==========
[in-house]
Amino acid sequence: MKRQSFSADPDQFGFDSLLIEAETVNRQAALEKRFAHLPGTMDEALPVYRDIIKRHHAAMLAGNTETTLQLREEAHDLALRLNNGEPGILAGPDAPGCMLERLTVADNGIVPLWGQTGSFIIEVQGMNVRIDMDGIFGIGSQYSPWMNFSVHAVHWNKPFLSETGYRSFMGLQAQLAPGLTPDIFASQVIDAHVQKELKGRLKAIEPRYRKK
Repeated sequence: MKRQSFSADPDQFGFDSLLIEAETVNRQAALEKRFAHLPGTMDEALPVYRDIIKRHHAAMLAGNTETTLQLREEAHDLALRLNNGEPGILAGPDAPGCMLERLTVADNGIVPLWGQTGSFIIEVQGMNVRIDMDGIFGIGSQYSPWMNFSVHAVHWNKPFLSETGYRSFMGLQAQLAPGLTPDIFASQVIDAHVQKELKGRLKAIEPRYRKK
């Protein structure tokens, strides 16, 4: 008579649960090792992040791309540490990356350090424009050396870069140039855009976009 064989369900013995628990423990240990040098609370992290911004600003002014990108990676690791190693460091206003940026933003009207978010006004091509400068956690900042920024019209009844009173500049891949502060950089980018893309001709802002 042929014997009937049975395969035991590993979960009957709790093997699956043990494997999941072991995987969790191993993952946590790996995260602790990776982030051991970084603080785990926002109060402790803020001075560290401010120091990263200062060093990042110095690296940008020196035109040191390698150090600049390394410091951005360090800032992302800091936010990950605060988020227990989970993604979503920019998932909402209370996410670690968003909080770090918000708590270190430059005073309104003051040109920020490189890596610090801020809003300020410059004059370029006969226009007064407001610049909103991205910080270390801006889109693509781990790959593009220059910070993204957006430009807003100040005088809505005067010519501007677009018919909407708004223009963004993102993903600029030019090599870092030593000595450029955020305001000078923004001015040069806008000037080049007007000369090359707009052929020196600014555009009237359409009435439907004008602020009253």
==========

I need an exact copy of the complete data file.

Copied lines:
[in-house]
Amino acid sequence: MKRQSFSADPDQFGFDSLLIEAETVNRQAALEKRFAHLPGTMDEALPVYRDIIKRHHAAMLAGNTETTLQLREEAHDLALRLNNGEPGILAGPDAPGCMLERLTVADNGIVPLWGQTGSFIIEVQGMNVRIDMDGIFGIGSQYSPWMNFSVHAVHWNKPFLSETGYRSFMGLQAQLAPGLTPDIFASQVIDAHVQKELKGRLKAIEPRYRKK
Repeated sequence: MKRQSFSADPDQFGFDSLLIEAETVNRQAALEKRFAHLPGTMDEALPVYRDIIKRHHAAMLAGNTETTLQLREEAHDLALRLNNGEPGILAGPDAPGCMLERLTVADNGIVPLWGQTGSFIIEVQGMNVRIDMDGIFGIGSQYSPWMNFSVHAVHWNKPFLSETGYRSFMGLQAQLAPGLTPDIFASQVIDAHVQKELKGRLKAIEPRYRKK
């Protein structure tokens, strides 16, 4: 008579649960090792992040791309540490990356350090424009050396870069140039855009976009 064989369900013995628990423990240990040098609370992290911004600003002014990108990676690791190693460091206003940026933003009207978010006004091509400068956690900042920024019209009844009173500049891949502060950089980018893309001709802002 042929014997009937049975395969035991590993979960009957709790093997699956043990494997999941072991995987969790191993993952946590790996995260602790990776982030051991970084603080785990926002109060402790803020001075560290401010120091990263200062060093990042110095690296940008020196035109040191390698150090600049390394410091951005360090800032992302800091936010990950605060988020227990989970993604979503920019998932909402209370996410670690968003909080770090918000708590270190430059005073309104003051040109920020490189890596610090801020809003300020410059004059370029006969226009007064407001610049909103991205910080270390801006889109693509781990790959593009220059910070993204957006430009807003100040005088809505005067010519501007677009018919909407708004223009963004993102993903600029030019090599870092030593000595450029955020305001000078923004001015040069806008000037080049007007000369090359707009052929020196600014555009009237359409009435439907004008602020009253």